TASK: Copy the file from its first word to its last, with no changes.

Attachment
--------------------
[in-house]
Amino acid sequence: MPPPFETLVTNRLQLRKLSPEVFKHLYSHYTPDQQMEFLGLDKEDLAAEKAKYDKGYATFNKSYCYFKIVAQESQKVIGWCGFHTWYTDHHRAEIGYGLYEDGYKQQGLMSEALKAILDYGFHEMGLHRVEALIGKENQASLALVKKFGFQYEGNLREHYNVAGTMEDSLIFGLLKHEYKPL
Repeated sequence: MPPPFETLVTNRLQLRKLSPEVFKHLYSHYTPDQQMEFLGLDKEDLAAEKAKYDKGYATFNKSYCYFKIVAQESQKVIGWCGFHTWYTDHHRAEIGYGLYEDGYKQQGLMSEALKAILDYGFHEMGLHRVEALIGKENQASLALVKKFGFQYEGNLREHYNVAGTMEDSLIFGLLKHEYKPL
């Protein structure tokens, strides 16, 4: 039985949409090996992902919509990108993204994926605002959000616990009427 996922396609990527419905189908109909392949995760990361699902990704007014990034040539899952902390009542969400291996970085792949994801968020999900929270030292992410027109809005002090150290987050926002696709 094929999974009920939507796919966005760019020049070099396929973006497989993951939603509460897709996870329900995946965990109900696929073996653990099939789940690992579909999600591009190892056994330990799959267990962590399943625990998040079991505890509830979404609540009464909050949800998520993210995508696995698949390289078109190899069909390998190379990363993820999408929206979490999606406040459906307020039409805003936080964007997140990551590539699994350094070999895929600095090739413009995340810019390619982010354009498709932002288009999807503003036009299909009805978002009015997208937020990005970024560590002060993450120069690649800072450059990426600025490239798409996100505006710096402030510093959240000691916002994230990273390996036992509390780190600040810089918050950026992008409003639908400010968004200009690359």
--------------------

[in-house]
Amino acid sequence: MPPPFETLVTNRLQLRKLSPEVFKHLYSHYTPDQQMEFLGLDKEDLAAEKAKYDKGYATFNKSYCYFKIVAQESQKVIGWCGFHTWYTDHHRAEIGYGLYEDGYKQQGLMSEALKAILDYGFHEMGLHRVEALIGKENQASLALVKKFGFQYEGNLREHYNVAGTMEDSLIFGLLKHEYKPL
Repeated sequence: MPPPFETLVTNRLQLRKLSPEVFKHLYSHYTPDQQMEFLGLDKEDLAAEKAKYDKGYATFNKSYCYFKIVAQESQKVIGWCGFHTWYTDHHRAEIGYGLYEDGYKQQGLMSEALKAILDYGFHEMGLHRVEALIGKENQASLALVKKFGFQYEGNLREHYNVAGTMEDSLIFGLLKHEYKPL
């Protein structure tokens, strides 16, 4: 039985949409090996992902919509990108993204994926605002959000616990009427 996922396609990527419905189908109909392949995760990361699902990704007014990034040539899952902390009542969400291996970085792949994801968020999900929270030292992410027109809005002090150290987050926002696709 094929999974009920939507796919966005760019020049070099396929973006497989993951939603509460897709996870329900995946965990109900696929073996653990099939789940690992579909999600591009190892056994330990799959267990962590399943625990998040079991505890509830979404609540009464909050949800998520993210995508696995698949390289078109190899069909390998190379990363993820999408929206979490999606406040459906307020039409805003936080964007997140990551590539699994350094070999895929600095090739413009995340810019390619982010354009498709932002288009999807503003036009299909009805978002009015997208937020990005970024560590002060993450120069690649800072450059990426600025490239798409996100505006710096402030510093959240000691916002994230990273390996036992509390780190600040810089918050950026992008409003639908400010968004200009690359």